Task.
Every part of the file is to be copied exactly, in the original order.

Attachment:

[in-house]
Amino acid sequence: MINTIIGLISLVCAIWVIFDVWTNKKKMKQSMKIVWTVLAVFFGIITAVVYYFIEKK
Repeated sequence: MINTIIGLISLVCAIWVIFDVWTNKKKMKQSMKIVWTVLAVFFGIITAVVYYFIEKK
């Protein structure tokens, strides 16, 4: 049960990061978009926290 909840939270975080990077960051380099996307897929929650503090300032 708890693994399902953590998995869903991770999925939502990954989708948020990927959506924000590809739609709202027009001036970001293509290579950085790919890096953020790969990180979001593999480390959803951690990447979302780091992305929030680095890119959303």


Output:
[in-house]
Amino acid sequence: MINTIIGLISLVCAIWVIFDVWTNKKKMKQSMKIVWTVLAVFFGIITAVVYYFIEKK
Repeated sequence: MINTIIGLISLVCAIWVIFDVWTNKKKMKQSMKIVWTVLAVFFGIITAVVYYFIEKK
């Protein structure tokens, strides 16, 4: 049960990061978009926290 909840939270975080990077960051380099996307897929929650503090300032 708890693994399902953590998995869903991770999925939502990954989708948020990927959506924000590809739609709202027009001036970001293509290579950085790919890096953020790969990180979001593999480390959803951690990447979302780091992305929030680095890119959303």